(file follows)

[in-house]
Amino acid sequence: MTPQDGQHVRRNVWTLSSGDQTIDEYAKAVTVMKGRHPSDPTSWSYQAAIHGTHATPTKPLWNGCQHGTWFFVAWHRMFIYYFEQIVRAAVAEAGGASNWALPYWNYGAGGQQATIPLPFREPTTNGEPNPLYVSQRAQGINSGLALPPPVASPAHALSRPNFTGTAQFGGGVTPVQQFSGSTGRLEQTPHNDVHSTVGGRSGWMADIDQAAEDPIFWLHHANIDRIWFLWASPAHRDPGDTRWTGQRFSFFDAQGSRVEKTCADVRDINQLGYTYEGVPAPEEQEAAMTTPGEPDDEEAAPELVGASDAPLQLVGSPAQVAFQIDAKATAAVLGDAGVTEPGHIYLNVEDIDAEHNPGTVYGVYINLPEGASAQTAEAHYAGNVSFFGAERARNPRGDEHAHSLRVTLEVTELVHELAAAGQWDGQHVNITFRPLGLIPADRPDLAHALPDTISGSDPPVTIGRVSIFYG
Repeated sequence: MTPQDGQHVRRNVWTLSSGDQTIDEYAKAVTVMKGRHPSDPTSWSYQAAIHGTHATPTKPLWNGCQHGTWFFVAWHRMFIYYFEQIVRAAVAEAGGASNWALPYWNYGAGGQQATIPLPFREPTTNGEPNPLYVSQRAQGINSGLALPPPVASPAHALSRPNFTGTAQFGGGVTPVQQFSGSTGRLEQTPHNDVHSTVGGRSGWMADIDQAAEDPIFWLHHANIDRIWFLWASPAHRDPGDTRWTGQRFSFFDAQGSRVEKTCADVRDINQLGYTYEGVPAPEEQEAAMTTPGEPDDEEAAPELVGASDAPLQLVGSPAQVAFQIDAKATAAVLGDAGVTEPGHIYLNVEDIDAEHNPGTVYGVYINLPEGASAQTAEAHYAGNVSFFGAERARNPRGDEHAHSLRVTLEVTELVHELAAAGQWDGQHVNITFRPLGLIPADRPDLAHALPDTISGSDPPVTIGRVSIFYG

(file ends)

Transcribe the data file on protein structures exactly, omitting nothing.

[in-house]
Amino acid sequence: MTPQDGQHVRRNVWTLSSGDQTIDEYAKAVTVMKGRHPSDPTSWSYQAAIHGTHATPTKPLWNGCQHGTWFFVAWHRMFIYYFEQIVRAAVAEAGGASNWALPYWNYGAGGQQATIPLPFREPTTNGEPNPLYVSQRAQGINSGLALPPPVASPAHALSRPNFTGTAQFGGGVTPVQQFSGSTGRLEQTPHNDVHSTVGGRSGWMADIDQAAEDPIFWLHHANIDRIWFLWASPAHRDPGDTRWTGQRFSFFDAQGSRVEKTCADVRDINQLGYTYEGVPAPEEQEAAMTTPGEPDDEEAAPELVGASDAPLQLVGSPAQVAFQIDAKATAAVLGDAGVTEPGHIYLNVEDIDAEHNPGTVYGVYINLPEGASAQTAEAHYAGNVSFFGAERARNPRGDEHAHSLRVTLEVTELVHELAAAGQWDGQHVNITFRPLGLIPADRPDLAHALPDTISGSDPPVTIGRVSIFYG
Repeated sequence: MTPQDGQHVRRNVWTLSSGDQTIDEYAKAVTVMKGRHPSDPTSWSYQAAIHGTHATPTKPLWNGCQHGTWFFVAWHRMFIYYFEQIVRAAVAEAGGASNWALPYWNYGAGGQQATIPLPFREPTTNGEPNPLYVSQRAQGINSGLALPPPVASPAHALSRPNFTGTAQFGGGVTPVQQFSGSTGRLEQTPHNDVHSTVGGRSGWMADIDQAAEDPIFWLHHANIDRIWFLWASPAHRDPGDTRWTGQRFSFFDAQGSRVEKTCADVRDINQLGYTYEGVPAPEEQEAAMTTPGEPDDEEAAPELVGASDAPLQLVGSPAQVAFQIDAKATAAVLGDAGVTEPGHIYLNVEDIDAEHNPGTVYGVYINLPEGASAQTAEAHYAGNVSFFGAERARNPRGDEHAHSLRVTLEVTELVHELAAAGQWDGQHVNITFRPLGLIPADRPDLAHALPDTISGSDPPVTIGRVSIFYG